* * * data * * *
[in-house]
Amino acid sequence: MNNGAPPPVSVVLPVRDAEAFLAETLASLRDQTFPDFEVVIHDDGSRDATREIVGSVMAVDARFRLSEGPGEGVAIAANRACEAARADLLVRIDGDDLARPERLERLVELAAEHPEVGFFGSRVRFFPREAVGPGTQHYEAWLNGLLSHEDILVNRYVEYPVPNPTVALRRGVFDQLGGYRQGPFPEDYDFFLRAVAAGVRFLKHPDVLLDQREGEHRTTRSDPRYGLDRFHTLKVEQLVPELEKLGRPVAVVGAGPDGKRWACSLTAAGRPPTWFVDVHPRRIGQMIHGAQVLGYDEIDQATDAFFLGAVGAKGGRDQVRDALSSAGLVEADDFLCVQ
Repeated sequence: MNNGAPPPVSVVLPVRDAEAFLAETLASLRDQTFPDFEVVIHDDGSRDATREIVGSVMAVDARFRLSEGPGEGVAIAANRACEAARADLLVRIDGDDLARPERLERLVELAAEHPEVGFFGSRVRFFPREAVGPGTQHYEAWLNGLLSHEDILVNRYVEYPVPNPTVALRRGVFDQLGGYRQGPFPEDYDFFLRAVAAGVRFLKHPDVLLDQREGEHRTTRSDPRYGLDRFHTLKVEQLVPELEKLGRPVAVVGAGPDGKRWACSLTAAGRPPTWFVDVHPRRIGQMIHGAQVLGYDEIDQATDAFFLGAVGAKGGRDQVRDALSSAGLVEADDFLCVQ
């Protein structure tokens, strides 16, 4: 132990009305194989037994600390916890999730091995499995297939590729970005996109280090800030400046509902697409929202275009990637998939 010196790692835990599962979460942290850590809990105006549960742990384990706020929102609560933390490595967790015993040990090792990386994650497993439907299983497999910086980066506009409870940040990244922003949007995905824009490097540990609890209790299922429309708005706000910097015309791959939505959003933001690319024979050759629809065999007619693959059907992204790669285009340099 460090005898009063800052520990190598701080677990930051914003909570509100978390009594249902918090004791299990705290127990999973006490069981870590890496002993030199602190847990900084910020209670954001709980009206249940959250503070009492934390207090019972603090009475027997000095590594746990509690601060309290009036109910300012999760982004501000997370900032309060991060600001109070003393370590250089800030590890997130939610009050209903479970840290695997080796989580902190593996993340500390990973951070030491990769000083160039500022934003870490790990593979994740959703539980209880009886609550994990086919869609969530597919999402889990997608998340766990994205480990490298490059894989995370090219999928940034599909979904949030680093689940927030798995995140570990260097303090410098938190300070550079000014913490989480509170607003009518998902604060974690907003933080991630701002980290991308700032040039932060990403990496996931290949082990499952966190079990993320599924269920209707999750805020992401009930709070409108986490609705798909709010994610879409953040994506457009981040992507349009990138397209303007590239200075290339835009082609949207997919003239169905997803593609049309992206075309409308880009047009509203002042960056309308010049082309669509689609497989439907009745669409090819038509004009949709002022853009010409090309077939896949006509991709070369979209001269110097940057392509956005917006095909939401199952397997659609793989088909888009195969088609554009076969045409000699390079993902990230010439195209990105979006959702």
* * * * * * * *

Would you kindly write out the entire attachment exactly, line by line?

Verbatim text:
[in-house]
Amino acid sequence: MNNGAPPPVSVVLPVRDAEAFLAETLASLRDQTFPDFEVVIHDDGSRDATREIVGSVMAVDARFRLSEGPGEGVAIAANRACEAARADLLVRIDGDDLARPERLERLVELAAEHPEVGFFGSRVRFFPREAVGPGTQHYEAWLNGLLSHEDILVNRYVEYPVPNPTVALRRGVFDQLGGYRQGPFPEDYDFFLRAVAAGVRFLKHPDVLLDQREGEHRTTRSDPRYGLDRFHTLKVEQLVPELEKLGRPVAVVGAGPDGKRWACSLTAAGRPPTWFVDVHPRRIGQMIHGAQVLGYDEIDQATDAFFLGAVGAKGGRDQVRDALSSAGLVEADDFLCVQ
Repeated sequence: MNNGAPPPVSVVLPVRDAEAFLAETLASLRDQTFPDFEVVIHDDGSRDATREIVGSVMAVDARFRLSEGPGEGVAIAANRACEAARADLLVRIDGDDLARPERLERLVELAAEHPEVGFFGSRVRFFPREAVGPGTQHYEAWLNGLLSHEDILVNRYVEYPVPNPTVALRRGVFDQLGGYRQGPFPEDYDFFLRAVAAGVRFLKHPDVLLDQREGEHRTTRSDPRYGLDRFHTLKVEQLVPELEKLGRPVAVVGAGPDGKRWACSLTAAGRPPTWFVDVHPRRIGQMIHGAQVLGYDEIDQATDAFFLGAVGAKGGRDQVRDALSSAGLVEADDFLCVQ
């Protein structure tokens, strides 16, 4: 132990009305194989037994600390916890999730091995499995297939590729970005996109280090800030400046509902697409929202275009990637998939 010196790692835990599962979460942290850590809990105006549960742990384990706020929102609560933390490595967790015993040990090792990386994650497993439907299983497999910086980066506009409870940040990244922003949007995905824009490097540990609890209790299922429309708005706000910097015309791959939505959003933001690319024979050759629809065999007619693959059907992204790669285009340099 460090005898009063800052520990190598701080677990930051914003909570509100978390009594249902918090004791299990705290127990999973006490069981870590890496002993030199602190847990900084910020209670954001709980009206249940959250503070009492934390207090019972603090009475027997000095590594746990509690601060309290009036109910300012999760982004501000997370900032309060991060600001109070003393370590250089800030590890997130939610009050209903479970840290695997080796989580902190593996993340500390990973951070030491990769000083160039500022934003870490790990593979994740959703539980209880009886609550994990086919869609969530597919999402889990997608998340766990994205480990490298490059894989995370090219999928940034599909979904949030680093689940927030798995995140570990260097303090410098938190300070550079000014913490989480509170607003009518998902604060974690907003933080991630701002980290991308700032040039932060990403990496996931290949082990499952966190079990993320599924269920209707999750805020992401009930709070409108986490609705798909709010994610879409953040994506457009981040992507349009990138397209303007590239200075290339835009082609949207997919003239169905997803593609049309992206075309409308880009047009509203002042960056309308010049082309669509689609497989439907009745669409090819038509004009949709002022853009010409090309077939896949006509991709070369979209001269110097940057392509956005917006095909939401199952397997659609793989088909888009195969088609554009076969045409000699390079993902990230010439195209990105979006959702």